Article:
The daughters of a construction worker

 

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Photo source – Greg.org

I looked at the cloudy sky and knew it is going to rain at night. It was already windy and the girls were enjoying the weather. I gazed at the lush green mango grove a few meters away from our home and tried to spot the last batch of mangoes still ripening on the branches. Only if I could go there and climb the trees, but the sprawling jungle beneath those trees kept me away.

I decided to go outside for a walk and my girls followed me. Just a few steps away, another home was being built. It had almost been a year and by just looking at the structure I could say the architect did an amazing job! Right next to a big house, the management had built small homes for the construction workers and their families. That’s where I spotted two little girls – Nagu and Uma. They had big innocent eyes, short haircut probably for easy maintenance, dressed in oversized clothes and bare feet. Their ears were adorned with small earrings and feet with payal’s which is a south Indian trait for little kids. It really complimented their big curiosity-filled eyes. I assumed the elder one would be around 3 years and the younger one looked just over a year old. Looking at Sabar and Sehaj they walked towards us and stood there as if they were seeking my permission to come closer. I smiled at both of them and encouraged the girls to say hello. The weird part is they all stood still and kept looking at each other.

Over a few weeks, we started seeing those girls everyday playing on the road. Mostly all the kids communicated in toddler language and I would be left wondering what is happening? Sometimes Nagu and Uma would walk up to the main gate of my house and I would let them in. They never spoke a word, even though I tried to talk to them I knew they wouldn’t understand me because their mother tongue was Kannada, and I had no clue about it.

I would often make them all sit on the front porch and offer fruits to them. They would sit in a line and enjoy the succulent seasonal fruits. One day their mom came looking for them and was happy to see all four interacting with each other. She tried talking to me, but somehow I managed to convey that I don’t understand her language. We communicated in my broken Kannada, her broken Hindi, and sign language. I asked what age were her girls and she said 3 and 2. Nagu looked fine, but Uma looked much smaller for her age. Standing next to Sabar she was almost 4 inches shorter than her and way smaller. Even though I was convinced that they both are loved and well taken care of. I looked at their mother who was hardly 5 feet tall and petite built. I told myself it’s probably genetics!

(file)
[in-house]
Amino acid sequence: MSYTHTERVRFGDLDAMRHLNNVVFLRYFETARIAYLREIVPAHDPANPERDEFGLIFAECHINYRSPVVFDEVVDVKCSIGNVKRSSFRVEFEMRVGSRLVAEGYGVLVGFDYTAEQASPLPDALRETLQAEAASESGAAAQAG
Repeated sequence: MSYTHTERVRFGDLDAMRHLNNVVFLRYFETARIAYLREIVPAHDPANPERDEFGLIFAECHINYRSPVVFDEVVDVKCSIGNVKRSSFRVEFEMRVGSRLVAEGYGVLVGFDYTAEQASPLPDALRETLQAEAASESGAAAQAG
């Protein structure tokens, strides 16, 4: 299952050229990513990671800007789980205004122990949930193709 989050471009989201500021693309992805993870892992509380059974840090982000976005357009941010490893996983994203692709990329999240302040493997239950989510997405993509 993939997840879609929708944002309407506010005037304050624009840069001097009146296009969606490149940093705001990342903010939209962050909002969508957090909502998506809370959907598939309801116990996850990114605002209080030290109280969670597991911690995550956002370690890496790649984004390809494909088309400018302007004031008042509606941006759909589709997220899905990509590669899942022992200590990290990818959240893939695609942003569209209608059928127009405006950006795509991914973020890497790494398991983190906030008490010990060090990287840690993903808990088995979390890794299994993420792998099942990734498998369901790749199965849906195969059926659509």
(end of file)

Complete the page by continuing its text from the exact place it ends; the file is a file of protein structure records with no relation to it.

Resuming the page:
What surprised me the most about Nagu and Uma was that they would collect interesting stones from the construction site and bring them over to our home. They were always willing to share their treasures with Sabar and Sehaj. It always put a smile on my face and left me wondering they have so little and still want to share it. In the evenings when I watered my lawn, the kids would just hang around and try to chase the water and explore the garden. One day Nagu spotted a ball in the garden, which we usually keep inside the house. I knew she wanted to play with it; my girls hardly touched it, so I gave it to Nagu. That’s the first and only time I have seen her smile and laugh. She is at the age when kids love to jump around and play ball. Looking at her excitement I didn’t even ask for it back.

The same night when I was organizing my kid’s closet, I thought of keeping some clothes aside for Uma, which my girls have outgrown. Even thought she was 6 months elder to Sabar and Sehaj, she was much smaller than them. I looked at the Disney crocs, my babies very first shoes. I tucked them away to add to my memory box. Next few days were very busy and we didn’t go for our evening walks. One day I walked to the new house with my girls only to see that they had left. The construction site was barren, no one was around and the main door of the house was locked.

Just like that they were gone.

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